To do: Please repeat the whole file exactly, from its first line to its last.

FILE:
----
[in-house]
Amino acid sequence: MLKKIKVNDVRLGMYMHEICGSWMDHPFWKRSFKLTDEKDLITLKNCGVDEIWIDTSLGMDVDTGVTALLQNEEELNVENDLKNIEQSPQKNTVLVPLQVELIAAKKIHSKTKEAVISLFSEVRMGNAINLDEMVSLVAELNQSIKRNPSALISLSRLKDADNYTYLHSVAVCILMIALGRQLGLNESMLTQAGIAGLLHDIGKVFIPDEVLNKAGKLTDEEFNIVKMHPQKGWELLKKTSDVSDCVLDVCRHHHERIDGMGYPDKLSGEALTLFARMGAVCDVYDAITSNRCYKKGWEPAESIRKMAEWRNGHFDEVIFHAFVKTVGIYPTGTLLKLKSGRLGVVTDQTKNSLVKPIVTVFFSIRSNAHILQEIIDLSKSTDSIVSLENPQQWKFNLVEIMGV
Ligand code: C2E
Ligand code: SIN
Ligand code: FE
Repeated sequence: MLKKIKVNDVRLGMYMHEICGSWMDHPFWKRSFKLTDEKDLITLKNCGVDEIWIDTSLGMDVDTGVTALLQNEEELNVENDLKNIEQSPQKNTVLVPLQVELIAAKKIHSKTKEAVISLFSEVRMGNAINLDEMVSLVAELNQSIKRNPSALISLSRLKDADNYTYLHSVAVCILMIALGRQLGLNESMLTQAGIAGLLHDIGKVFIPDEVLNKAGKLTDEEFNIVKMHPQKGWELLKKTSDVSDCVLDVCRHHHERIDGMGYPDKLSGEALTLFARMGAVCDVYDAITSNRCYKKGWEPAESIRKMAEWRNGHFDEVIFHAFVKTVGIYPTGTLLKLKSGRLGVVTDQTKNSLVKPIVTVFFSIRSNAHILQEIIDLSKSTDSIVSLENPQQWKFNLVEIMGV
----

[in-house]
Amino acid sequence: MLKKIKVNDVRLGMYMHEICGSWMDHPFWKRSFKLTDEKDLITLKNCGVDEIWIDTSLGMDVDTGVTALLQNEEELNVENDLKNIEQSPQKNTVLVPLQVELIAAKKIHSKTKEAVISLFSEVRMGNAINLDEMVSLVAELNQSIKRNPSALISLSRLKDADNYTYLHSVAVCILMIALGRQLGLNESMLTQAGIAGLLHDIGKVFIPDEVLNKAGKLTDEEFNIVKMHPQKGWELLKKTSDVSDCVLDVCRHHHERIDGMGYPDKLSGEALTLFARMGAVCDVYDAITSNRCYKKGWEPAESIRKMAEWRNGHFDEVIFHAFVKTVGIYPTGTLLKLKSGRLGVVTDQTKNSLVKPIVTVFFSIRSNAHILQEIIDLSKSTDSIVSLENPQQWKFNLVEIMGV
Ligand code: C2E
Ligand code: SIN
Ligand code: FE
Repeated sequence: MLKKIKVNDVRLGMYMHEICGSWMDHPFWKRSFKLTDEKDLITLKNCGVDEIWIDTSLGMDVDTGVTALLQNEEELNVENDLKNIEQSPQKNTVLVPLQVELIAAKKIHSKTKEAVISLFSEVRMGNAINLDEMVSLVAELNQSIKRNPSALISLSRLKDADNYTYLHSVAVCILMIALGRQLGLNESMLTQAGIAGLLHDIGKVFIPDEVLNKAGKLTDEEFNIVKMHPQKGWELLKKTSDVSDCVLDVCRHHHERIDGMGYPDKLSGEALTLFARMGAVCDVYDAITSNRCYKKGWEPAESIRKMAEWRNGHFDEVIFHAFVKTVGIYPTGTLLKLKSGRLGVVTDQTKNSLVKPIVTVFFSIRSNAHILQEIIDLSKSTDSIVSLENPQQWKFNLVEIMGV